Caffè Ritazza owner eyes empty Tube ticket offices
Monday 09 June 2014
The company behind coffee shops, food stores and restaurants at airports and train stations is hoping to cash in on Transport for London’s plans to install retailers in soon- to-be empty ticket offices at Underground stations.
Kate Swann, the chief executive of SSP, said that the company which owns the Upper Crust and Caffè Ritazza brands has been involved in discussions with Tube bosses, who want to raise £3bn and have already announced several high-profile deals with major supermarkets and delivery firms.
Asked about wanting to be in Tube stations, she said: “We are in constant discussions with all our key clients, including Transport for London. We already have good relationships in that area because we’re in train stations across the country.”
Her comments come as the company revealed that underlying pre-tax profits jumped 12.6 per cent to £54m for the six months to end of March. SSP’s sales were up 4.6 per cent at £866m.
Sales in the US were particularly strong following new openings in New York’s JFK airport, alongside Phoenix and San Diego.
Ms Swann, the former boss of WH Smith, said the potential in the US is significant – sales in North America were up 25 per cent – because airports have been slow to offer a wider choice of food and drinks stores.
She said: “Most of the airport owners there are government, whereas in the rest of the world they are more commercial landlords, which makes things a bit slower. It’s democratic and everyone is asked their opinions.”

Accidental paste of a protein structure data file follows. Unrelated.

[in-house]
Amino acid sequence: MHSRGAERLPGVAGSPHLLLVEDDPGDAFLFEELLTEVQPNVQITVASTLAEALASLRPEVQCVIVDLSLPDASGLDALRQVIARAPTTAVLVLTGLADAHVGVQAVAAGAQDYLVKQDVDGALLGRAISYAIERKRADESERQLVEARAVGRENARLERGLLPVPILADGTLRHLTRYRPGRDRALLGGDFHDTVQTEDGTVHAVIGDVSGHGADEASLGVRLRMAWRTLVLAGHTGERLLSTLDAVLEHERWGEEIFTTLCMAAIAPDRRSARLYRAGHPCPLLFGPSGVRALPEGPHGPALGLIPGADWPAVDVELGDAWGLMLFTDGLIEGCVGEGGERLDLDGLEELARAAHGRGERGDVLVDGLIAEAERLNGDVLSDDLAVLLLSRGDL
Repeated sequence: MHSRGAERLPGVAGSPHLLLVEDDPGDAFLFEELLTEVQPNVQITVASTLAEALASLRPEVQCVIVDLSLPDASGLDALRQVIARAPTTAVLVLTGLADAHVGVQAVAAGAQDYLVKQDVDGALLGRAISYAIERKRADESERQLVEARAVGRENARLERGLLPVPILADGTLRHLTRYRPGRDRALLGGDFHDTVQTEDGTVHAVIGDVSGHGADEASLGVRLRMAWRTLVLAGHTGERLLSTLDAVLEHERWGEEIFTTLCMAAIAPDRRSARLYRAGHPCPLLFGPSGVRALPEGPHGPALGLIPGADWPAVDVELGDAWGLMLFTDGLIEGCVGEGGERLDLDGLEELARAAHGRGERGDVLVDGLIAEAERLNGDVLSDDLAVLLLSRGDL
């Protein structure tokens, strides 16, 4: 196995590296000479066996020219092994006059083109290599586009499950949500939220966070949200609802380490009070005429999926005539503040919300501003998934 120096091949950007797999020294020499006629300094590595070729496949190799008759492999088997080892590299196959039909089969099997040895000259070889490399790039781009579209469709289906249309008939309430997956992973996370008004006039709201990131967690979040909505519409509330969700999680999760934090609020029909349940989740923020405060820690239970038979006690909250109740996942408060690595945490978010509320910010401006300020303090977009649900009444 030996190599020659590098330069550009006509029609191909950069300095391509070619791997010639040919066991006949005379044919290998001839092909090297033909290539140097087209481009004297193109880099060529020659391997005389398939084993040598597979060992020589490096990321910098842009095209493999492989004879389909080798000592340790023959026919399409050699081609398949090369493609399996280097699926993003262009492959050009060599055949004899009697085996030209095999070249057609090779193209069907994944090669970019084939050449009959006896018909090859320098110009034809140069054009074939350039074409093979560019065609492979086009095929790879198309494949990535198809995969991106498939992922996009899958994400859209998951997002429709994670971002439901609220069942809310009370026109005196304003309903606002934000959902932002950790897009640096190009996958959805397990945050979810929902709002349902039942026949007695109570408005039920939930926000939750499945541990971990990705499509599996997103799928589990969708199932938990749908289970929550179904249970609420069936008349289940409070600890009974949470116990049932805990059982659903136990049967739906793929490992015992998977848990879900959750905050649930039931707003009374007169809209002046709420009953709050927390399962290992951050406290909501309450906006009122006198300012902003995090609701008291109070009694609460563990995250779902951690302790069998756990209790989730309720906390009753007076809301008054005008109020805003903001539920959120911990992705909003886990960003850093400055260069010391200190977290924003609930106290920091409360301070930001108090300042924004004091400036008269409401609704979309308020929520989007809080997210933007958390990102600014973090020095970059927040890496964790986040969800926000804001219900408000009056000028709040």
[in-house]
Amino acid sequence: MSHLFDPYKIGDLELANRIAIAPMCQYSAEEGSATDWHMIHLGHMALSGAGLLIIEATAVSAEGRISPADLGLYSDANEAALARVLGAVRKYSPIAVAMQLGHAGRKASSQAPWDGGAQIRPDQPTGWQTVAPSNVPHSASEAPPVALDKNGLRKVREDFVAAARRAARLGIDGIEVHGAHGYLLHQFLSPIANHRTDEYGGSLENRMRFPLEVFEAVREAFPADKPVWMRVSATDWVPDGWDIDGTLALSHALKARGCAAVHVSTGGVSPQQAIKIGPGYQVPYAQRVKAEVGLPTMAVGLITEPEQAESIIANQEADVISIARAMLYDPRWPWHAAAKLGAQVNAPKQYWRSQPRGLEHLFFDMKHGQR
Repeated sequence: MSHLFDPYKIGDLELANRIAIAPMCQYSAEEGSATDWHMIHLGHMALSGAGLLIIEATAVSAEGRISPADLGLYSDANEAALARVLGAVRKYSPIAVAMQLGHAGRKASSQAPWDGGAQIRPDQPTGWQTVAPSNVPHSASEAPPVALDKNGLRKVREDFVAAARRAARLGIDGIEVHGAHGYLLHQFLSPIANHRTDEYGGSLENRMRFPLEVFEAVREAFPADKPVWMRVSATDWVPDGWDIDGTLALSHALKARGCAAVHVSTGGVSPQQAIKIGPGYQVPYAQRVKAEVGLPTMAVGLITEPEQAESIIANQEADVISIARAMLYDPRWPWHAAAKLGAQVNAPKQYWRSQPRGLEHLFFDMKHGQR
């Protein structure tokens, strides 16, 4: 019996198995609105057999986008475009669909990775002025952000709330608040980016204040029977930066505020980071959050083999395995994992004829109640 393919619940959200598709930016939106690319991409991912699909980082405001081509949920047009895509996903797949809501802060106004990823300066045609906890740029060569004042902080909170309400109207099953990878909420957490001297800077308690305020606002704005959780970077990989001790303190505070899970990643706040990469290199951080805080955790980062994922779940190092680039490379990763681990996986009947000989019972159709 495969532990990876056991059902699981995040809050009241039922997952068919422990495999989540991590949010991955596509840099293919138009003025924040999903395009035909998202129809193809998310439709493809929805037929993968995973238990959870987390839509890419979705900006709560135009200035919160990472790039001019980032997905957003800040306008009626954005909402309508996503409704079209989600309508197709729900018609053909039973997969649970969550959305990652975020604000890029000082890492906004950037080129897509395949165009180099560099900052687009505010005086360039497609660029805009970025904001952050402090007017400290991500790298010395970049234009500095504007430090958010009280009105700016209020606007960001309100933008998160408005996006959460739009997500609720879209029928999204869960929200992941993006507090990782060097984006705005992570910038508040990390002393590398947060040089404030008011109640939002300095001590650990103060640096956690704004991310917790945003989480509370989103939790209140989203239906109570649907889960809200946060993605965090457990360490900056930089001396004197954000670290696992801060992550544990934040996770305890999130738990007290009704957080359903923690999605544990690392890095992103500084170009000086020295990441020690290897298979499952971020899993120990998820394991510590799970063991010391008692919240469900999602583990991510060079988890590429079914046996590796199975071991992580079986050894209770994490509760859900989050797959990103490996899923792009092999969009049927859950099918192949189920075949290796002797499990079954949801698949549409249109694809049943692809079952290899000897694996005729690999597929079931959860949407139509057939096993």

Airport and train station operators are also becoming more discerning with the kind of restaurants and cafes SSP installs, with bosses wanting a more-targeted approach.
Ms Swann said: “Our clients want us to replicate what’s important to the local area. In Newcastle airport, for example, we’re just opened a new bar called the Newcastle Beer House.”
Elsewhere, the Dani Garcia Deli Bar at Malaga airport sells locally sourced food while the Grain Loft at Manchester airport promotes regional ales.
Sales across the rest of the world were up 9 per cent, but these were dragged down by unrest in Egypt and Thailand, while SSP’s lack of business in South America means that it will not benefit directly from the World Cup in Brazil.
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